When you make a bad prediction, you need to be sure that you don’t lose your nerve. The best thing to do is to assess your new information, pluck up your courage, and make a brand new prediction about something else …
Megan McArdle was wrong about Iraq, but those of us who were right on every important detail (we know who we are) shouldn’t be acting all smug, and we certainly shouldn’t be making acid remarks about the credibility of the people who got it wrong, because hey, the important thing is to all learn from this experience so that we can make better decisions and predictions in future. No really, it was the antiwar side that had made up their minds before making any arguments, the antiwar side that kept changing their arguments with the prevailing winds, and the antiwar side that were the worst offenders in terms of nasty triumphalism afterwards. Me neither.
I’m not sure I recall this “let’s not argue about who killed who’s cat” stuff as being a particularly common reaction in the right wing blogosphere to massive failures in public sector projects, but there is more joy in heaven, etc, etc, etc. At the very least, presumably Megan won’t be quite as quick to start acting as a news aggregator for Lancet mortality study hacks and cranks, next time round.
So anyway, if we’re all learning from our mistakes and improving our decision making processes, then probably the best way of going forward is to take what we’ve learned about the advisability and consequences of the Iraq War as it was fought in 2003, and apply them to the new, very similar, but smaller and therefore easier problem of predicting what will be the result of the “surge” strategy of sending 20,000 more troops there now? Personally, I think it’s not going to work. How about you, Jane Galt?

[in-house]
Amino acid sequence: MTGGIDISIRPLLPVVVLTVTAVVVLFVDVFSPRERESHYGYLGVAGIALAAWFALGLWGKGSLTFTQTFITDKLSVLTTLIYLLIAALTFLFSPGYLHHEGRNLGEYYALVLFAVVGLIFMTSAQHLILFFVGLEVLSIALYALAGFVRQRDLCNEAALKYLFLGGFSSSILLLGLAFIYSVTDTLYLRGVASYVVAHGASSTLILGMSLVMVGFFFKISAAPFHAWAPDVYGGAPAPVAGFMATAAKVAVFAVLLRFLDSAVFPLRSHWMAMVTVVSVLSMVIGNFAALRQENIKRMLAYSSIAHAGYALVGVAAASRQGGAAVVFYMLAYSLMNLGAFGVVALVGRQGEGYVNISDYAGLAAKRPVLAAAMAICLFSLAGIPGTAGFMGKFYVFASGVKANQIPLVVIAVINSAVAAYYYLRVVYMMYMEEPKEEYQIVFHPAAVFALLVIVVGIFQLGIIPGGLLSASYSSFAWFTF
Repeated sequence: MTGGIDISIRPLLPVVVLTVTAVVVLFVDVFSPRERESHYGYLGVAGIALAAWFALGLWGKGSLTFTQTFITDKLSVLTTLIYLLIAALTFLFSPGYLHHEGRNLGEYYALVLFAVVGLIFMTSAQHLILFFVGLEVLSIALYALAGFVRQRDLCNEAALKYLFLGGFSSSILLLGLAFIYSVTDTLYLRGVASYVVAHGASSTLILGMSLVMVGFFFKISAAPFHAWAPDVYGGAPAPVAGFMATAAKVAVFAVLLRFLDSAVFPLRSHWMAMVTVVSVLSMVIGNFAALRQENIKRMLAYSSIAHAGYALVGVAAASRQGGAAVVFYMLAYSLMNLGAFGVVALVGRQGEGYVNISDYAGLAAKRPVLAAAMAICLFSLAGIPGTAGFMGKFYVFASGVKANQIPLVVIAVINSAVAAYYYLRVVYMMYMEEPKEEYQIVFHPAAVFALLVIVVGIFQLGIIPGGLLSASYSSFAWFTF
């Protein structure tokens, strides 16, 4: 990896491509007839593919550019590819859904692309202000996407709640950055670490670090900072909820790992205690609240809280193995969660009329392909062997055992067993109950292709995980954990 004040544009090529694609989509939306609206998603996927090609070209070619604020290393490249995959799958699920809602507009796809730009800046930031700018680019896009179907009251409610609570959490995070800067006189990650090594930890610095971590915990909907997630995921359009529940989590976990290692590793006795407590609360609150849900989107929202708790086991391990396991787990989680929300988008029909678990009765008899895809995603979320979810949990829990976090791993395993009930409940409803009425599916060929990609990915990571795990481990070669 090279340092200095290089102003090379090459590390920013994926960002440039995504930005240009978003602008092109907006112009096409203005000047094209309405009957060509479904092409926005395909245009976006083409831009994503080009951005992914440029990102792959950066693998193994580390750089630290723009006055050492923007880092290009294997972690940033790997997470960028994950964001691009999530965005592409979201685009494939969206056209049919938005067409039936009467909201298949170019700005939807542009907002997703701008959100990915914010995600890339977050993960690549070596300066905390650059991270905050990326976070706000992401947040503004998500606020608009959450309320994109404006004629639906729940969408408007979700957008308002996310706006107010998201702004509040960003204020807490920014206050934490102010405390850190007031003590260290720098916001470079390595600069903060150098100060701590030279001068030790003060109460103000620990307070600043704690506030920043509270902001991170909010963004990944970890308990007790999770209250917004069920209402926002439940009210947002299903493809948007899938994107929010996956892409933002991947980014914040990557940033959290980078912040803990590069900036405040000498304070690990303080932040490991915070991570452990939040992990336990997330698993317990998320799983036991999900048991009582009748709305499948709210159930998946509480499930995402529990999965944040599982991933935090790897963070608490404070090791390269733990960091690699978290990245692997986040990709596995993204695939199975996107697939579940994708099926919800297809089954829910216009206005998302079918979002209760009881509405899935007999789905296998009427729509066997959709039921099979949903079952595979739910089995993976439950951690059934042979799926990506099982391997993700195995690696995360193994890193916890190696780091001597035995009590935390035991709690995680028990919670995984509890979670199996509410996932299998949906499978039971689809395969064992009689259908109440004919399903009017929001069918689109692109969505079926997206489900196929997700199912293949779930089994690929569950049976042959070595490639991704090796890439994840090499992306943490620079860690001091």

Actually I screwed up pretty badly once, in 2005, on Iraq, because I predicted that the secularists would have much more success in the elections than they actually got, and that the base of support for the insurgents was much smaller than it actually was. Looking back at the original post, it appears that my main mistake was that I read the Economist and believed it. I have adjusted my weightings accordingly.
 Sorry, can’t be more specific than that. Off the top of my head I can come up with five scenarios:
a) Al-Sadr shifts his operations to another part of Iraq, leaving a load of troops doing nothing in Sadr City as open street war flares up in Basra
b) The US troops get bogged down in urban combat until their Iraqi allies turn on them and/or a massacre of civilians happens
c) Military coup or other collapse of the Maliki government
d) Al-Sadr demonstrates his political nous once more, and calms down his operations, carrying out only enough hit-and-run attacks on US troops to keep his popularity up. Then he forms a nationalist bloc with one or more of the Sunni parties. Political collapse of the Maliki government.
e) outright Rwanda-style massacre of Sunnis and Sadrists by the Badr Brigades.
the point is that there are about a million ways in which this could go wrong, and only one way it might go right, a point that John has made on a number of occasions.